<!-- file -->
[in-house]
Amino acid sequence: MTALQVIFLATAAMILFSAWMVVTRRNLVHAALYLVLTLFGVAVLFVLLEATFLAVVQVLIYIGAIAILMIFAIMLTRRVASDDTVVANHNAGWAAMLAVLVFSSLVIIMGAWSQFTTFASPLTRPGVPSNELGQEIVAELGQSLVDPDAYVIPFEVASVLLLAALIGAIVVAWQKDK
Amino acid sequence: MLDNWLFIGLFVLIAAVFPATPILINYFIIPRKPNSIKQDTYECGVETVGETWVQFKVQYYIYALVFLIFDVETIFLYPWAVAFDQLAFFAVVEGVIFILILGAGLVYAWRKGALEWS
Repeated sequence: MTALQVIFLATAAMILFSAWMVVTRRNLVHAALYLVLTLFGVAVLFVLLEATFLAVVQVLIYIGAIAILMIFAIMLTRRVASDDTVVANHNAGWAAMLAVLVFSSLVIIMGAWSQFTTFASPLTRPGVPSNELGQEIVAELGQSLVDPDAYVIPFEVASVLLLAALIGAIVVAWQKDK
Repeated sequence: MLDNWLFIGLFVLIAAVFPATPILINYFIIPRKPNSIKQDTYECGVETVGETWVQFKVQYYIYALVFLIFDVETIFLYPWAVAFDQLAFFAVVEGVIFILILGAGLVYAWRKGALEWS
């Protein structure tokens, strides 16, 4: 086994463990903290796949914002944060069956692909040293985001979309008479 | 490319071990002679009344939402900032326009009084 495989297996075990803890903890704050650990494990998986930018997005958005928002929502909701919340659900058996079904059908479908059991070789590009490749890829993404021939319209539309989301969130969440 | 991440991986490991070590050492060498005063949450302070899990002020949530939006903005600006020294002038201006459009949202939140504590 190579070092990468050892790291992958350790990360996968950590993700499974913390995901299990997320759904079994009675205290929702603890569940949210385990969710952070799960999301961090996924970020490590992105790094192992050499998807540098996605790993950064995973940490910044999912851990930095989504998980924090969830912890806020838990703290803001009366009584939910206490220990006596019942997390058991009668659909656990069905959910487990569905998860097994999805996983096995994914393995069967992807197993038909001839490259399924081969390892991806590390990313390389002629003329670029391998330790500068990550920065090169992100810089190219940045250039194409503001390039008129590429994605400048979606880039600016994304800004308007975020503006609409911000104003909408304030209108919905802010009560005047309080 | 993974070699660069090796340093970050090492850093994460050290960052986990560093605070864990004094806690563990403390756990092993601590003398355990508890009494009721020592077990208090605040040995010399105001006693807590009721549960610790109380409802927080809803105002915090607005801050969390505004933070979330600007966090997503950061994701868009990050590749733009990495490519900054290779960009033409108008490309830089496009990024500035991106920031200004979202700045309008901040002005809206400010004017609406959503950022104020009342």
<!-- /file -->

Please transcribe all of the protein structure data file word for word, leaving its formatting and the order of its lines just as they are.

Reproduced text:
[in-house]
Amino acid sequence: MTALQVIFLATAAMILFSAWMVVTRRNLVHAALYLVLTLFGVAVLFVLLEATFLAVVQVLIYIGAIAILMIFAIMLTRRVASDDTVVANHNAGWAAMLAVLVFSSLVIIMGAWSQFTTFASPLTRPGVPSNELGQEIVAELGQSLVDPDAYVIPFEVASVLLLAALIGAIVVAWQKDK
Amino acid sequence: MLDNWLFIGLFVLIAAVFPATPILINYFIIPRKPNSIKQDTYECGVETVGETWVQFKVQYYIYALVFLIFDVETIFLYPWAVAFDQLAFFAVVEGVIFILILGAGLVYAWRKGALEWS
Repeated sequence: MTALQVIFLATAAMILFSAWMVVTRRNLVHAALYLVLTLFGVAVLFVLLEATFLAVVQVLIYIGAIAILMIFAIMLTRRVASDDTVVANHNAGWAAMLAVLVFSSLVIIMGAWSQFTTFASPLTRPGVPSNELGQEIVAELGQSLVDPDAYVIPFEVASVLLLAALIGAIVVAWQKDK
Repeated sequence: MLDNWLFIGLFVLIAAVFPATPILINYFIIPRKPNSIKQDTYECGVETVGETWVQFKVQYYIYALVFLIFDVETIFLYPWAVAFDQLAFFAVVEGVIFILILGAGLVYAWRKGALEWS
């Protein structure tokens, strides 16, 4: 086994463990903290796949914002944060069956692909040293985001979309008479 | 490319071990002679009344939402900032326009009084 495989297996075990803890903890704050650990494990998986930018997005958005928002929502909701919340659900058996079904059908479908059991070789590009490749890829993404021939319209539309989301969130969440 | 991440991986490991070590050492060498005063949450302070899990002020949530939006903005600006020294002038201006459009949202939140504590 190579070092990468050892790291992958350790990360996968950590993700499974913390995901299990997320759904079994009675205290929702603890569940949210385990969710952070799960999301961090996924970020490590992105790094192992050499998807540098996605790993950064995973940490910044999912851990930095989504998980924090969830912890806020838990703290803001009366009584939910206490220990006596019942997390058991009668659909656990069905959910487990569905998860097994999805996983096995994914393995069967992807197993038909001839490259399924081969390892991806590390990313390389002629003329670029391998330790500068990550920065090169992100810089190219940045250039194409503001390039008129590429994605400048979606880039600016994304800004308007975020503006609409911000104003909408304030209108919905802010009560005047309080 | 993974070699660069090796340093970050090492850093994460050290960052986990560093605070864990004094806690563990403390756990092993601590003398355990508890009494009721020592077990208090605040040995010399105001006693807590009721549960610790109380409802927080809803105002915090607005801050969390505004933070979330600007966090997503950061994701868009990050590749733009990495490519900054290779960009033409108008490309830089496009990024500035991106920031200004979202700045309008901040002005809206400010004017609406959503950022104020009342």